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Study From Facebook: An App that Pays Adults for Data

by Steve Longfields

The shut was imminent as heart-wrenching details were in the public domain, all thanks to TechCrunch—Facebook paying teenagers for root access to their phones, all in a bid to gain market data on competitors. Perhaps you have forgotten so soon, it’s a reminder of went down earlier this year. A serious privacy breach you might want to call it.

The social media giant is at it again! Another Facebook research—Study from Facebook—is upon us. But before you go hard on them, this program will be transparency and people will be fairly compensated—at least that is what we heard. And what is the goal this time? To know other competing apps Facebook should go for or better still, copy from.

And Study App Surfaced

 Study from Facebook app for Android user is the latest Facebook research program. The app is expected to recruit adults 18+ in U.S and India that are willing to sign up so Facebook can extract data from these individuals and pay them monthly.

Facebook will warn these participants about specific actions—collecting apps on their phones, know how much time spent using those apps, as well as the device, country and also network type, etc.

With the emerge of yet another research app, the terms are clear this time—never to snoop on user ID, password or content of the participants, as well as videos, photos, or messages. Other information they purportedly release to the public was that they would not sell participants’ info to a third party, use it for ads purposes or add to their account, etc. What, however, they didn’t say was how much participants will get.

There is no doubt that Study from Facebook will provide the road map for Facebook to shape its product. Here are a few things the research app will likely do:

  • If the app discovers people are screensharing social network Squad, Facebook will probably create it screensharing feature
  • If video chat app Houseparty is losing relevant, it may likely ignore cloning it functionality
  • If Snapchat Discover mobile TV show is gaining more users, Facebook may increase its teen’s marketing

The Unknown Data theft

From investigation in January, a revelation has it that Facebook was secretly operating a research program known as Atlas, paying users between the ages of 13-35 up to $20 every month in gift cards for root access to their phones. They claimed it was to collect data and use it for competitive analysis.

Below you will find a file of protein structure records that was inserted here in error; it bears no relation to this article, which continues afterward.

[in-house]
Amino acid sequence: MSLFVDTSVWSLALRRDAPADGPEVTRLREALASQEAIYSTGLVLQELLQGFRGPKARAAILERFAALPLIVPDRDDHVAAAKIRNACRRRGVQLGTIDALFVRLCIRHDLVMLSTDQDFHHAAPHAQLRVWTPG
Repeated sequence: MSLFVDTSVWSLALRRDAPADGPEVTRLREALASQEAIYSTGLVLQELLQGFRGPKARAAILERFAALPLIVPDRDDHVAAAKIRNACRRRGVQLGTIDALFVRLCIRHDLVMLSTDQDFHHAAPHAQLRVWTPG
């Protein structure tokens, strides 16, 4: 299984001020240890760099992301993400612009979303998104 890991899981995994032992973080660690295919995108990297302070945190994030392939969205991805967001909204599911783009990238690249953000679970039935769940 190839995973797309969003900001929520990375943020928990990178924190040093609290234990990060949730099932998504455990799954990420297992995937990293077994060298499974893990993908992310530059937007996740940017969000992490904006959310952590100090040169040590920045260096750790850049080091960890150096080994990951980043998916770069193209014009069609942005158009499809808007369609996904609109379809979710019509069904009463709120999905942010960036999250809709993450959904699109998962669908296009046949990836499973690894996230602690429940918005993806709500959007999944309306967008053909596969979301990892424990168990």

In addition to that, web browsing activity was not exempted, including encrypted data. Users installed a VPN which routed all available data via Facebook.

Among many of the abuses via the research app was Apple’s enterprise certificate program, which was for distributing internal use-only apps to employees without the consent of the company. According to Facebook, they obeyed Apple’s rules, but in a swift reaction, Apple kicked out the research app. This action temporarily shattered Facebook internal builds when it comes to public apps, including lunch menu apps and shuttle times.

At the end of it all, Facebook had no choice than to shut down its research program and also Onavo Protect app back in February.

Far different from Facebook Research program or Onavo, signing up is at free-will for the Study. The recruitment will be through Facebook ads that will appear on its app and others too to adults’ that are 18 and above Facebook users—even non-users in the United States and India. The program will extend to other countries over time.

How Facebook Study Work

Upon clicking the ad, Users will redirect to Facebook’s research operation partner Applause’s website, which at this point identifies the social giant involvement, unlike the Facebook Research, which never made that fact available to users until they sign up. On this site, users will get information regarding the Study app opt-in process, the data they’ll let go for compensation—and they can leave any time they choose.

Some background checks will come to play to verify certain information—Facebook will confirm their age, comparing it with their profile on Facebook to ensure it is accurate—and the user must have a Paypal account.

Worry that they may lose touch with the next generation, Facebook decided to leverage its huge wallet—and collect data using its app—to grab an edge on the competition rather than engage in a guessing adventure that could lead nowhere. Whether it is a smart move or not, the coming years will speak.

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